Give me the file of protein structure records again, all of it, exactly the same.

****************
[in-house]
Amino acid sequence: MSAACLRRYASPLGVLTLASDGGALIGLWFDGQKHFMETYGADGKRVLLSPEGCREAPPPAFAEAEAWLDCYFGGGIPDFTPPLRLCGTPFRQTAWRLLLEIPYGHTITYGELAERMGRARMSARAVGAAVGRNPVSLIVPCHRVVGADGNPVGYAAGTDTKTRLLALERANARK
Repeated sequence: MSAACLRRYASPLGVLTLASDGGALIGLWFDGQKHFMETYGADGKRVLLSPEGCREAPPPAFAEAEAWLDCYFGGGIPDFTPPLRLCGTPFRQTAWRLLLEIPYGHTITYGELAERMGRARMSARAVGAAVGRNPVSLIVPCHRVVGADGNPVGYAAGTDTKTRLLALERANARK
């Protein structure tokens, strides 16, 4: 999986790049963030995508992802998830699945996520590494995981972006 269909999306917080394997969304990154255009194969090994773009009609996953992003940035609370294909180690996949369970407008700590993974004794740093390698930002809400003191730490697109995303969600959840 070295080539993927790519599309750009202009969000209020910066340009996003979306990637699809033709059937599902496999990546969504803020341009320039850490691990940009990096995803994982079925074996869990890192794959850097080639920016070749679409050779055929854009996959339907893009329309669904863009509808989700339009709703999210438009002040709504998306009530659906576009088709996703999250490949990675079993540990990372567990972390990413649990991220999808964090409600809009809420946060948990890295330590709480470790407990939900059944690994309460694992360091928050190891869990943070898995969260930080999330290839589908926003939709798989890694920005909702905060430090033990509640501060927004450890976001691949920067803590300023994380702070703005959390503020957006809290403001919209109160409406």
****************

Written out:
[in-house]
Amino acid sequence: MSAACLRRYASPLGVLTLASDGGALIGLWFDGQKHFMETYGADGKRVLLSPEGCREAPPPAFAEAEAWLDCYFGGGIPDFTPPLRLCGTPFRQTAWRLLLEIPYGHTITYGELAERMGRARMSARAVGAAVGRNPVSLIVPCHRVVGADGNPVGYAAGTDTKTRLLALERANARK
Repeated sequence: MSAACLRRYASPLGVLTLASDGGALIGLWFDGQKHFMETYGADGKRVLLSPEGCREAPPPAFAEAEAWLDCYFGGGIPDFTPPLRLCGTPFRQTAWRLLLEIPYGHTITYGELAERMGRARMSARAVGAAVGRNPVSLIVPCHRVVGADGNPVGYAAGTDTKTRLLALERANARK
């Protein structure tokens, strides 16, 4: 999986790049963030995508992802998830699945996520590494995981972006 269909999306917080394997969304990154255009194969090994773009009609996953992003940035609370294909180690996949369970407008700590993974004794740093390698930002809400003191730490697109995303969600959840 070295080539993927790519599309750009202009969000209020910066340009996003979306990637699809033709059937599902496999990546969504803020341009320039850490691990940009990096995803994982079925074996869990890192794959850097080639920016070749679409050779055929854009996959339907893009329309669904863009509808989700339009709703999210438009002040709504998306009530659906576009088709996703999250490949990675079993540990990372567990972390990413649990991220999808964090409600809009809420946060948990890295330590709480470790407990939900059944690994309460694992360091928050190891869990943070898995969260930080999330290839589908926003939709798989890694920005909702905060430090033990509640501060927004450890976001691949920067803590300023994380702070703005959390503020957006809290403001919209109160409406």